At the Choosing Ceremony everyone recites the mantra "Faction over blood." This just seemed really sad to me. The whole concept of having to choose one way of life to be stuck with forever, and not get to be with your actual family, was really depressing. What I love about my life is the opportunity to be eclectic and like lots of things and do lots of things. I can help people, or I can be smart and go to school, I can showcase bravery or honesty whenever. I like knowing that I can love transit and bikes and watching sports and eating ice cream and traveling and reading and going to church and not having to fit into one description until I die.

In the movie, the faction system supposedly makes things easier to run because people know their roles and don't stray. But if we don't interact with other people with different views and ways of thinking then we'll never have new ideas. It would be a very sad to world live in.

And now I've read too much into the movie. Suffice it to say that I enjoyed it enough. 

Sunday, April 6, 2014

Captain America

When my sister and I were prepping two years ago to see The Avengers, we made a plan to see most of the individual superhero movies to be prepared. On Mother's Day we rented Thor from RedBox and watched it with my mom. One weekend we rented The Incredible Hulk. Another weekend we rented Captain America: The First Avenger. This one was actually the only superhero movie I was not entirely enthused about seeing. While watching it I fell asleep. Neither my sister or I were taken with the film. However, I enjoyed Cap in The Avengers, as I felt his character worked better in smaller doses (and possibly, also, in the present time?).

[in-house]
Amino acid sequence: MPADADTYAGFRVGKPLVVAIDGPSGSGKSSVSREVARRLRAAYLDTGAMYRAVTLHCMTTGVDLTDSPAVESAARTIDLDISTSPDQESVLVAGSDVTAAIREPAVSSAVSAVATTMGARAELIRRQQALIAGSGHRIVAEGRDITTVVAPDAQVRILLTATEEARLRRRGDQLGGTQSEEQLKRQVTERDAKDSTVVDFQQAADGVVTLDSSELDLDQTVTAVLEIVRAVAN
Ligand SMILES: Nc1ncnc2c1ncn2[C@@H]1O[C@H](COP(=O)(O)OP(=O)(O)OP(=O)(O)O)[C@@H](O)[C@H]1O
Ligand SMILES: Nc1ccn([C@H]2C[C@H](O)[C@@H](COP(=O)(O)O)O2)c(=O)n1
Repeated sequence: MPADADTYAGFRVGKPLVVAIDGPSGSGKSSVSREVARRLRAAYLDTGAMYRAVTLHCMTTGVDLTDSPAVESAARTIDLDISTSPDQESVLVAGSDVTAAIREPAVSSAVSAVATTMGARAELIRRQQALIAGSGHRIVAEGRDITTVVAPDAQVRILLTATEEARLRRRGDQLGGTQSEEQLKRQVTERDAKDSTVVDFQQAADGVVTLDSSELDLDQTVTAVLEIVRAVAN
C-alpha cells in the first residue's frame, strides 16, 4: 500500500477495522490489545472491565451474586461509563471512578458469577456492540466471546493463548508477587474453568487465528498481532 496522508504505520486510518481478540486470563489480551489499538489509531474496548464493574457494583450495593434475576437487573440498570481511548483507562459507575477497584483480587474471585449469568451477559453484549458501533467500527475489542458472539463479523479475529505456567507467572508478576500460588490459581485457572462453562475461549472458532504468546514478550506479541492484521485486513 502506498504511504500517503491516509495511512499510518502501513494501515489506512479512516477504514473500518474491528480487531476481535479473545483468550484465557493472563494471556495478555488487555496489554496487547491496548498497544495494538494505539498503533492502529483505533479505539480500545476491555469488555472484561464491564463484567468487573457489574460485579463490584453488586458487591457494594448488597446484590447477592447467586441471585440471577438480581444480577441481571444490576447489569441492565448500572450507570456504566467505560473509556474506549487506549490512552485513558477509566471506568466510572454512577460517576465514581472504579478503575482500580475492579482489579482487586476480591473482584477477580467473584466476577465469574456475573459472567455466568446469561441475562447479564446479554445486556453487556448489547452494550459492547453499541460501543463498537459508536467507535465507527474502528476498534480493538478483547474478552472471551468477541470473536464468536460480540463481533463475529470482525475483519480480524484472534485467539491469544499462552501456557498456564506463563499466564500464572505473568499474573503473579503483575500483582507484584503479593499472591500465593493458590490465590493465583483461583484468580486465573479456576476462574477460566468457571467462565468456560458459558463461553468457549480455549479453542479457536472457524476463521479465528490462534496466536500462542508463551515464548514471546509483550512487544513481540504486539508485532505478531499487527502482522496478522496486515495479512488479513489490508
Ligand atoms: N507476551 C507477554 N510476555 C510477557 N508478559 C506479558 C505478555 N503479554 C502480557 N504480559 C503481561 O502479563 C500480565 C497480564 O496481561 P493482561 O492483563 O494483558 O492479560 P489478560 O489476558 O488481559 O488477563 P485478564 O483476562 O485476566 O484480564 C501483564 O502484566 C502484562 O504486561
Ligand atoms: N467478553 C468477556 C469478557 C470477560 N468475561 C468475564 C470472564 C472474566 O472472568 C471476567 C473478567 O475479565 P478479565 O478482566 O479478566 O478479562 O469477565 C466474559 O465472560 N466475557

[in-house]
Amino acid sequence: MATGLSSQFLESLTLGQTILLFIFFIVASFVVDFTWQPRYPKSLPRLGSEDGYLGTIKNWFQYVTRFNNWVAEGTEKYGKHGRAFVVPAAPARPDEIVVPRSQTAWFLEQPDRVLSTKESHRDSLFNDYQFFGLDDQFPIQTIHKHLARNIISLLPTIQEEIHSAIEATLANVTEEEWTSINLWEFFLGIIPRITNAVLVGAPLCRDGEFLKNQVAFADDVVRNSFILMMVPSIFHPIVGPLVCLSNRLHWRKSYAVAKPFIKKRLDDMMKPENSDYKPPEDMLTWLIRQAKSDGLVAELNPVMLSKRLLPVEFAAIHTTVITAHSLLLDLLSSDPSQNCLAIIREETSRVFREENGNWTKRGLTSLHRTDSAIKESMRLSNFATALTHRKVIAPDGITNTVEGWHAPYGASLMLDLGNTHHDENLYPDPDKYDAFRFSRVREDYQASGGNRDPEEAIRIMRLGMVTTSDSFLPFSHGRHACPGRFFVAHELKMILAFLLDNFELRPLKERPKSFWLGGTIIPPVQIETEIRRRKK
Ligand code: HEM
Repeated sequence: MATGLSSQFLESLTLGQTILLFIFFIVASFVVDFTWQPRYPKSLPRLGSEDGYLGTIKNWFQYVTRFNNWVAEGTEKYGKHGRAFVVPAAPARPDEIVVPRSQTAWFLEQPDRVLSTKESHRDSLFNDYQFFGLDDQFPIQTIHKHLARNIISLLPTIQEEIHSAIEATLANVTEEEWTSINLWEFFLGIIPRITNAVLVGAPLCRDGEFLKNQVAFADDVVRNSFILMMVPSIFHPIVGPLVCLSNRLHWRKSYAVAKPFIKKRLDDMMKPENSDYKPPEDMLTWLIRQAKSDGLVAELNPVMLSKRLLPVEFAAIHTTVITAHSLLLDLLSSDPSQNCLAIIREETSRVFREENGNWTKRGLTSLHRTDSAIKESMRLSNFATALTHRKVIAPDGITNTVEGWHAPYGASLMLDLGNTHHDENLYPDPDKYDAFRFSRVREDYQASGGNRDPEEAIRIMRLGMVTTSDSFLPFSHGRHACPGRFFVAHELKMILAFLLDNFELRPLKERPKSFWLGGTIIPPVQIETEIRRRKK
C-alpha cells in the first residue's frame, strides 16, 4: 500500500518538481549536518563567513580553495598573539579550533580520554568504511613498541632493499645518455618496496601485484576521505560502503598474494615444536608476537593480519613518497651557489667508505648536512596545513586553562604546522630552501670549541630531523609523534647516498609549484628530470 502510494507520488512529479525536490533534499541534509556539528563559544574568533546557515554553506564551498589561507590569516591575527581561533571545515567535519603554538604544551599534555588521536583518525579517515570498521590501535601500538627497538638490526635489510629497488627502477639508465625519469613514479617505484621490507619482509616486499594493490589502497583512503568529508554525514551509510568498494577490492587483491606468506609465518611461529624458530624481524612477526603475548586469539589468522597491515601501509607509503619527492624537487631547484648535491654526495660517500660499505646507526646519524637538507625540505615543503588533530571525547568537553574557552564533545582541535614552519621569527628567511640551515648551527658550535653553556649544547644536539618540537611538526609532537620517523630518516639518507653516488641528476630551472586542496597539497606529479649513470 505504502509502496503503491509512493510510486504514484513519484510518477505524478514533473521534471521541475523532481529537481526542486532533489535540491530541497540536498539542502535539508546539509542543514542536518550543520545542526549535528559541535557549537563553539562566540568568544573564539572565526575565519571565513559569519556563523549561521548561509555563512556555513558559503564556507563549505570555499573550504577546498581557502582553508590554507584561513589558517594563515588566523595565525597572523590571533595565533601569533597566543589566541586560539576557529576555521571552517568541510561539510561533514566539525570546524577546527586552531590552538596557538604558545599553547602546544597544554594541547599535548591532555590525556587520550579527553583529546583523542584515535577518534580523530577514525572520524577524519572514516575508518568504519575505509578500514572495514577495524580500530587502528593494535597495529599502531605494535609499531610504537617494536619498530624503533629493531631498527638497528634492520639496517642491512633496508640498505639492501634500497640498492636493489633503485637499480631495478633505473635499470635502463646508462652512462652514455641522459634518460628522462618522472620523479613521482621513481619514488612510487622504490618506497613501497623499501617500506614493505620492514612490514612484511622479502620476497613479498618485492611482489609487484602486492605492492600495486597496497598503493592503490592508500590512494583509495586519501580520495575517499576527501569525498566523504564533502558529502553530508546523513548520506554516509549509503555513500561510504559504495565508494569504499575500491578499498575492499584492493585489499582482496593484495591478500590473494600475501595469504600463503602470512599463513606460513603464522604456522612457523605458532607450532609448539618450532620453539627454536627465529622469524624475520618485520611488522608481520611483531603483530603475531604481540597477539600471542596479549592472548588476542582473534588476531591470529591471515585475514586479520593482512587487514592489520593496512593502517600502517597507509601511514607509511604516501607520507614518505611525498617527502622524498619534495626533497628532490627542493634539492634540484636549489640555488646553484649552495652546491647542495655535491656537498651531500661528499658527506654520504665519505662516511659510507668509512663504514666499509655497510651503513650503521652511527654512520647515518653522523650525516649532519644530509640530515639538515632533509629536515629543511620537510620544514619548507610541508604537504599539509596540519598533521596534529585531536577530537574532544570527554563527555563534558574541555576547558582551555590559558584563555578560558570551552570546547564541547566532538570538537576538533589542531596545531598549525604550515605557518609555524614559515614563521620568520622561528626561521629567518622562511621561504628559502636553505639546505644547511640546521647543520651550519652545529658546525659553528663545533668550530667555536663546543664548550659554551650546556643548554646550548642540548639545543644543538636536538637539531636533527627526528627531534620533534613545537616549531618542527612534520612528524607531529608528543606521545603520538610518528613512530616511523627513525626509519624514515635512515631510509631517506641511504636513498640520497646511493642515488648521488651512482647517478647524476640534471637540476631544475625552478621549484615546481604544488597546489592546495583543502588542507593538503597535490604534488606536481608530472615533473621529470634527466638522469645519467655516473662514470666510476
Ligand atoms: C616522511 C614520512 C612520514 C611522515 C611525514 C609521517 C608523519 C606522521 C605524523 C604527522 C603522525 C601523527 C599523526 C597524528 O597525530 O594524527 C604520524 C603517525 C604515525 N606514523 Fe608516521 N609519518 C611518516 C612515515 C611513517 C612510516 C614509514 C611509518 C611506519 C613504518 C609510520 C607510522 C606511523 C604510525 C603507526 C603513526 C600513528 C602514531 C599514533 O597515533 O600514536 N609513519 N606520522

So I wasn't planning on seeing Captain America: Winter Soldier any time soon, let alone on opening weekend. But since I like spending time with the friend who invited me I decided to go with it. And I was pleasantly surprised. (All of the preceding sentences start with a conjunction; I should probably work on fixing that....)

The movie was a little slow in getting exciting and piquing my interest, but that's not necessarily a bad thing since it eventually did. Captain America still isn't my favorite superhero (I'm not even sure who my favorite superhero is...) but I least like him enough. I liked the interplay between him and Black Widow and am glad they aren't pushing a romance between them. I really liked his friend who works at the VA and later becomes integral to their mission. I liked Robert Redford, who has a really nice head of hair, in his duplicitous role.

What I didn't like: the scene where Nick Fury is attacked in his car. It went on for way too long.

There were moments when I was genuinely shocked and truly engaged in the story. Way to go Cap, for becoming interesting (at least to me; I know lots of people, including my 9 yr old nephew, love Cap). I suppose it is sort of nice to have a superhero who isn't racked with torment or guilt or has major issues like Batman (and the recent Superman). Maybe I should love that he's so wholesome and square.

Just came across this article from EW about the movie, it's pretty interesting:

Friday, April 4, 2014

Old Foto Friday

Em and I on the day Ivy was born.  On Thursday Ivy turned 13.